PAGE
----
January Magazine on THE COLD ROOM

Jim Winter takes a look at THE COLD ROOM.

J.T. Ellison’s latest Nashville-based novel, The Cold Room (Mira), finds her series homicide detective, Taylor Jackson, chasing an unusual serial killer. He starves his victims to death, violates their bodies and then poses them in elaborate re-creations of famous paintings. What bothers Jackson and her FBI profiler boyfriend, John Baldwin, is the scope of these slayings. It appears he has struck also in London and in Florence, Italy.

Ellison doesn’t hide this murderer from her readers, nor does she obscure the existence of a second serial killer, this one in Italy, called Il Macellaio (“The Butcher”). Our Nashville slayer is a graphic artist named Gavin. Nice guy. Drives a Prius. Admires the hell out of Il Macellaio. Also admires a famous photographer known simply as Tomasso. Gavin imitates the latter in his art work, and the former in his style of killing. So similar is his technique to that of his Italian counterpart, that Gavin’s crimes attract a British profiler to Nashville, one James “Memphis” Highsmythe. Memphis would be welcome on the investigation, if he didn’t have the almost pathological hots for Detective Jackson.

The Cold Room combines The Silence of the Lambs with The Wire. Jackson is a strong, capable investigator who, as we see in several subplots, is having to cope with institutional dysfunction. She’s been demoted from head of the Murder Squad and placed under Lieutenant Elm, a former New Orleans cop obsessed with administrative detail and with a hair-trigger temper. In the meantime, she and her former teammates are dealing with the aftermath of events in Ellison’s last novel, Judas Kiss (2009). She’s been reduced in rank from lieutenant and saddled with a new detective, Renn McKenzie, whom she suspects isn’t worthy of her trust.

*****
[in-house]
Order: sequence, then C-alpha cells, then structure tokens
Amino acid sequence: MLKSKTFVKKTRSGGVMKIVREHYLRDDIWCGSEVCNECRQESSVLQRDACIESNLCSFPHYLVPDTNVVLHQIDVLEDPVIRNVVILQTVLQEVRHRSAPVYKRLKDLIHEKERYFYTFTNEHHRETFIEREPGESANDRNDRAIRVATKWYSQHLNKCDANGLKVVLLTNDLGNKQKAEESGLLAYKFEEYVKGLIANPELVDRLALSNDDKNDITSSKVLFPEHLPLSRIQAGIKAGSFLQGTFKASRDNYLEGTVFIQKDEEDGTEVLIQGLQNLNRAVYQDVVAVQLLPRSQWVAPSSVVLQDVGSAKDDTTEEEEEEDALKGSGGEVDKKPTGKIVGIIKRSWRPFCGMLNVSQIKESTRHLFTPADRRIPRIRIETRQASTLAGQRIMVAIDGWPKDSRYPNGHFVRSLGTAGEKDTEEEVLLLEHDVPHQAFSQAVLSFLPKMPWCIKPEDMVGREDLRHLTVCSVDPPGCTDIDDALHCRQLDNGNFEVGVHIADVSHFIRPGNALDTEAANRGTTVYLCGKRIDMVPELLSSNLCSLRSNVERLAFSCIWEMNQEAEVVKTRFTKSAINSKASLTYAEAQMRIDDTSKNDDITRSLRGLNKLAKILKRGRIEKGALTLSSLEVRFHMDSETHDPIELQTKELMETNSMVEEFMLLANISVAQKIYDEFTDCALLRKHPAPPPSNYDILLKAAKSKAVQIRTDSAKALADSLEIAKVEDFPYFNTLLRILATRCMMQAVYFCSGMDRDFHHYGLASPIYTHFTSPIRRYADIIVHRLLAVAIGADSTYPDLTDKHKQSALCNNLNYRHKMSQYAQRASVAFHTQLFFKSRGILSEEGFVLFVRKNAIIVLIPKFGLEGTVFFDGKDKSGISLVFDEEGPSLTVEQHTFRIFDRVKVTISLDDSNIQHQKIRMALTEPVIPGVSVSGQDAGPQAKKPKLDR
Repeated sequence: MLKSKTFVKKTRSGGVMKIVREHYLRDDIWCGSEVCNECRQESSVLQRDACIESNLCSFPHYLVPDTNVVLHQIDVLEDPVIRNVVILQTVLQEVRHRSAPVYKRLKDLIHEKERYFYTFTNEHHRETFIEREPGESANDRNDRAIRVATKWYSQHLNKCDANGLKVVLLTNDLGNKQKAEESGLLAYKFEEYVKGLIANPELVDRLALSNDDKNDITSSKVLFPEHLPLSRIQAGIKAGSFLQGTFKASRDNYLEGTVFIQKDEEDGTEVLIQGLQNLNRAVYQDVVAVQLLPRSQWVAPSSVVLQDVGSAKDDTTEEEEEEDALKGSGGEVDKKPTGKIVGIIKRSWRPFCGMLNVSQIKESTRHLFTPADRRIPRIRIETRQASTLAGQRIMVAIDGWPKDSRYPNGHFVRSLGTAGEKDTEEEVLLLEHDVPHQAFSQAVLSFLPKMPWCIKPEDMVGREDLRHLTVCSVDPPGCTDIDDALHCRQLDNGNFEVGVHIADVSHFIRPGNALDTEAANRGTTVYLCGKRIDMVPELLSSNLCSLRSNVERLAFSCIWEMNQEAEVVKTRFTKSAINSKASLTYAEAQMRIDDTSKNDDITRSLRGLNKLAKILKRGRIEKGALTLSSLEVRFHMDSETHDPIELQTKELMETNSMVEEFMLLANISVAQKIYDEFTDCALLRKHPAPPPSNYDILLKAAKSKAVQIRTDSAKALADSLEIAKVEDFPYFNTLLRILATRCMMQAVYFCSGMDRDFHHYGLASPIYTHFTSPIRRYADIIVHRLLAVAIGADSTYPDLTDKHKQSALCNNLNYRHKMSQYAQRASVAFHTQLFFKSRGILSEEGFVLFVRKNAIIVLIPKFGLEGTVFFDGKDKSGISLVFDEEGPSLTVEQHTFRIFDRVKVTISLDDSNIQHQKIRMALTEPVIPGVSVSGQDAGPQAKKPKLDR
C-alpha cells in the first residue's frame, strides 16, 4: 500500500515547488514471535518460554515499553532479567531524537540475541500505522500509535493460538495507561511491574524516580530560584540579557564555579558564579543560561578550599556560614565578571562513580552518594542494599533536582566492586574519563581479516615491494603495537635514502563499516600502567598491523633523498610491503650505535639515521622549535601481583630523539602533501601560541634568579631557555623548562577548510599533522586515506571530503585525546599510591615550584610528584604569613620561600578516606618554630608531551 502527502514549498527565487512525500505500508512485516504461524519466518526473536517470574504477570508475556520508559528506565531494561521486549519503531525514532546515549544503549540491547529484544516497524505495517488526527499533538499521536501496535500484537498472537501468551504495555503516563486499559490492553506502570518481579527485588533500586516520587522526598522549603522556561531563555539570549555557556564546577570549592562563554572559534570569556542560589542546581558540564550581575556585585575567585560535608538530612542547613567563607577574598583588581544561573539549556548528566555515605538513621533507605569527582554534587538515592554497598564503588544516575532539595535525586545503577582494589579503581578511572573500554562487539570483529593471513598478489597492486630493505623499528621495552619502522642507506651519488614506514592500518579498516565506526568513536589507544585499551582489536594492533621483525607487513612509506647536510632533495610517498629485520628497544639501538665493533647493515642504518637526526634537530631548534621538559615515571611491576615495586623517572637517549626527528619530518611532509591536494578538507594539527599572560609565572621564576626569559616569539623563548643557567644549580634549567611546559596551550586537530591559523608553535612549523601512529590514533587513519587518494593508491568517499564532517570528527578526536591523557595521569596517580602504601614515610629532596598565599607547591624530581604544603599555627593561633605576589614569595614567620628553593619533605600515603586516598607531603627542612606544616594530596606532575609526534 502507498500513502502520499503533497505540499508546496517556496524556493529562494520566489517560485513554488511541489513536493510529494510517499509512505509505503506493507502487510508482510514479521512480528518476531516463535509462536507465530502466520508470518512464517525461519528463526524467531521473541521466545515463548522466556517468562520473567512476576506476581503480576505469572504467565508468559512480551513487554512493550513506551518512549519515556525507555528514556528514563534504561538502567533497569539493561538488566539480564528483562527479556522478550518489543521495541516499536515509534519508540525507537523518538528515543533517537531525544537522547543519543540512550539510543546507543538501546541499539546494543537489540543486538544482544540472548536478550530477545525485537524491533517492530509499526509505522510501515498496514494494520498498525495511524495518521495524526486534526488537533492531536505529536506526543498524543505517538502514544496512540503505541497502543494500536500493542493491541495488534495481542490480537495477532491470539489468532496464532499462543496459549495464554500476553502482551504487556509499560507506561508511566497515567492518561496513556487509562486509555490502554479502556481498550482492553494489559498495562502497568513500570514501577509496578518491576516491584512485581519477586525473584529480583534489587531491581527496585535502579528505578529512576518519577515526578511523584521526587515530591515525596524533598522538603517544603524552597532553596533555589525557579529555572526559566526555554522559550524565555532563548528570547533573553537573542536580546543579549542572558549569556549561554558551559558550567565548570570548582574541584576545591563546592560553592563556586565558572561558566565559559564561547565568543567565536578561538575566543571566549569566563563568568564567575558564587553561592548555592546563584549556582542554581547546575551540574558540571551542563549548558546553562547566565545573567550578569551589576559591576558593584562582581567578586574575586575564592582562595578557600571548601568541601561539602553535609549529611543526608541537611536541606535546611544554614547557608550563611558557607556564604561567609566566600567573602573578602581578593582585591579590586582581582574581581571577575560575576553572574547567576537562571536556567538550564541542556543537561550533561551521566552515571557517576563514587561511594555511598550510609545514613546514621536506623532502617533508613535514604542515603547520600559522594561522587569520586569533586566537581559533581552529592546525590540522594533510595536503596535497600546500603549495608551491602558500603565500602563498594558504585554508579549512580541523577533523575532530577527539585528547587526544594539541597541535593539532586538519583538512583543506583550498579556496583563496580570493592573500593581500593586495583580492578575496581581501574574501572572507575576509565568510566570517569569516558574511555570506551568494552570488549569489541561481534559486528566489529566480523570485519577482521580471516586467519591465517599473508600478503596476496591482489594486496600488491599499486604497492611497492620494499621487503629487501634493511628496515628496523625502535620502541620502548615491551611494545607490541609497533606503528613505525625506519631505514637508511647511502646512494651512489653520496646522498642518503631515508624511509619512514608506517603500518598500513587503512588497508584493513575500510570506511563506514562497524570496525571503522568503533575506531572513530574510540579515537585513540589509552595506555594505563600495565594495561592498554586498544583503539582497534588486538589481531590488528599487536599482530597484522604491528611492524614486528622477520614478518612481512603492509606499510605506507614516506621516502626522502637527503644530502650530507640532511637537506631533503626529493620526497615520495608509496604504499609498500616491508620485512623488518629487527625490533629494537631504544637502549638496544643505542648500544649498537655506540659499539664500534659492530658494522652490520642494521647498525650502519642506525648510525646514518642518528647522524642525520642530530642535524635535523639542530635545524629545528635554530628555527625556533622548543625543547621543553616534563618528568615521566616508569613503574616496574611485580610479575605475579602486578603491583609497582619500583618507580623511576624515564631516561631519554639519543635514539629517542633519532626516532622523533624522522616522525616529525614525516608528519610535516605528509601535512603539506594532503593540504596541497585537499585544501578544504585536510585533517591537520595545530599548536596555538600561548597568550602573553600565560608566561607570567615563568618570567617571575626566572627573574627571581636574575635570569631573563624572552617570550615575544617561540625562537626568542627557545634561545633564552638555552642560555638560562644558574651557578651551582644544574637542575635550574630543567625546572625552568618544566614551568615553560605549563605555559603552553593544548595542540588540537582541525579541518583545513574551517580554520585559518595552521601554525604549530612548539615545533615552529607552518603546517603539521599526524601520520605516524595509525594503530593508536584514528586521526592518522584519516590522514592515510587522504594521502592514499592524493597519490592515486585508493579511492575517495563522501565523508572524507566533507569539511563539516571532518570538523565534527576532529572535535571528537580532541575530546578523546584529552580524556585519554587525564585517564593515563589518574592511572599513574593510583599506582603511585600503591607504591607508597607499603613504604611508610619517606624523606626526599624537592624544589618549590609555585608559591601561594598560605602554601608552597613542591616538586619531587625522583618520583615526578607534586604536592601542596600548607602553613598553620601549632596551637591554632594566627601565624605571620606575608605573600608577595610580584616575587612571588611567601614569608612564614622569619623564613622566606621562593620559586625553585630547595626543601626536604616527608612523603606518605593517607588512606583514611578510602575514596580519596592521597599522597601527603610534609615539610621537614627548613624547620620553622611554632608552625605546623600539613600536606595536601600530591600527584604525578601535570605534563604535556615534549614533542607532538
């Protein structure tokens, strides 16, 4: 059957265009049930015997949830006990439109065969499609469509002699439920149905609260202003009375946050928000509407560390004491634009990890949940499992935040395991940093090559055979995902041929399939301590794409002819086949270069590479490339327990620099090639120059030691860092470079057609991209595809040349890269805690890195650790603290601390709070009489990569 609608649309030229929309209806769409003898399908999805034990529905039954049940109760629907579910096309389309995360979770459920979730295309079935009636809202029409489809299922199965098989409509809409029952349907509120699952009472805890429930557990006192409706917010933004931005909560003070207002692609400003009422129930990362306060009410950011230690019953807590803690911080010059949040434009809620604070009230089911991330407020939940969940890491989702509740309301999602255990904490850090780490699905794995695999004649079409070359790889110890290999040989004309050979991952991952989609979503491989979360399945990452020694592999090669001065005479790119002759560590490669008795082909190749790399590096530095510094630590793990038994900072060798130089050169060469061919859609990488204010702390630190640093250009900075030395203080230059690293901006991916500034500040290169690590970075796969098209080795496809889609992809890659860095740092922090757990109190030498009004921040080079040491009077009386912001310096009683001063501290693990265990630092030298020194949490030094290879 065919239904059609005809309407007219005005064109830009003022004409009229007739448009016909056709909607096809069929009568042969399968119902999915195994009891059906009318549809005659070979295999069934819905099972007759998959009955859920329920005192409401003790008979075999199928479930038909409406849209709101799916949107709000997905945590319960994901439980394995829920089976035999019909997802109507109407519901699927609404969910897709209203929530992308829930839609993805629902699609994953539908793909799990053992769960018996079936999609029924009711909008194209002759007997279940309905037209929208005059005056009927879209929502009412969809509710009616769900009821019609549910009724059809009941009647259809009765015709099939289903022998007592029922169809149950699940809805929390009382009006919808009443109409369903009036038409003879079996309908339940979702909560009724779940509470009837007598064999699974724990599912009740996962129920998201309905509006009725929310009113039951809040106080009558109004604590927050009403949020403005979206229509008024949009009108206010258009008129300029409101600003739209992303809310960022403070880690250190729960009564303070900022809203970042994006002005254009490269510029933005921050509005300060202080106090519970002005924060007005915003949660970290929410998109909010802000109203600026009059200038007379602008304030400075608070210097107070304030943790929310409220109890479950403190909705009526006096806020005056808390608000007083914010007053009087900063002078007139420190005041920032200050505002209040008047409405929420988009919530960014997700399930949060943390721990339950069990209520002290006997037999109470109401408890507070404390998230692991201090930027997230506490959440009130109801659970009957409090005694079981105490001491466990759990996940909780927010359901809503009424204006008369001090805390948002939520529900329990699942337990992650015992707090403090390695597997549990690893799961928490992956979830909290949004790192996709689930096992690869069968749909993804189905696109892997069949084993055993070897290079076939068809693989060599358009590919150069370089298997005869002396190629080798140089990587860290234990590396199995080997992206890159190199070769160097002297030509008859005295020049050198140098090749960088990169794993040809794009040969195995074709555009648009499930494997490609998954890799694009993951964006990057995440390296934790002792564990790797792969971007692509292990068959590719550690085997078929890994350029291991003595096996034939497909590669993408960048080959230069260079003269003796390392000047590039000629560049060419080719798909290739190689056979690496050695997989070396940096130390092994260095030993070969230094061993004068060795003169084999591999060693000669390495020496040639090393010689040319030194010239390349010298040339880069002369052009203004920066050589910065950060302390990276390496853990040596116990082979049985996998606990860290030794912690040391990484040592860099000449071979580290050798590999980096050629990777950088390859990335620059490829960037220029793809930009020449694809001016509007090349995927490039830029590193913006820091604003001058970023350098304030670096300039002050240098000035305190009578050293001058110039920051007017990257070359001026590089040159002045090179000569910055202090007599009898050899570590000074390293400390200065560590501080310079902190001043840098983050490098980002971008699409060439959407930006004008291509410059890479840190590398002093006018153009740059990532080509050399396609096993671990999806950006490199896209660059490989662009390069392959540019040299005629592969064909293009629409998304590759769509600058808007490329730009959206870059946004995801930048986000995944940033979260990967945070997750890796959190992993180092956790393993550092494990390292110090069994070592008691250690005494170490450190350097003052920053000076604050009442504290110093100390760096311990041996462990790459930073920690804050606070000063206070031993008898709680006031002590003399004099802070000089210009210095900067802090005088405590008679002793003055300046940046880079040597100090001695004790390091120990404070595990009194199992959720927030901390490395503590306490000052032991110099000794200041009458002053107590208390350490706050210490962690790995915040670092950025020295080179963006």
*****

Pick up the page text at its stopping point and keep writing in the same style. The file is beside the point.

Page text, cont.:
Jackson is hard-nosed and a workaholic. Walking into a room, she is immediately in charge, her fellow officers snapping to, not really accepting her lowered status. I like her new partner, too. At first, McKenzie seems to be a stereotypically green upstart, but Ellison fleshes him out as he is exposed to two bizarre murders and a third attempt in less than five days. McKenzie evolves nicely as a result, and will probably make a welcome addition to this series.

The Cold Room character I found grating, however, was Memphis Highsmythe. He could have been an amazingly complex figure, someone dealing with his own grief. Instead, the New Scotland Yard detective came off as a self-centered jerk, unfortunately gifted with investigative talents rivaling those of Jackson and Baldwin. He was supposed to provide a complication for that couple, but in almost every scene, I wondered when Jackson was going to whip out the mace, the taser or the Louisville Slugger. Highsmythe is the kind of guy women find it easy to strike out at in return for their advances.

But if Highsmythe is the low point, then this novel’s mystery, and Taylor Jackson herself, represent its high points. The case of Gavin and his online friend, “Morte,” grows increasingly complex as this tale moves along. Jackson handles the investigation smoothly, sweating more over her relationship with Baldwin than her woes in Homicide. If anything, pursuing her quarry revitalizes the detective.

Author Ellison has done a fine job chasing serial killers. Now, if she’d just learn to throw a drink or two at annoying British detectives...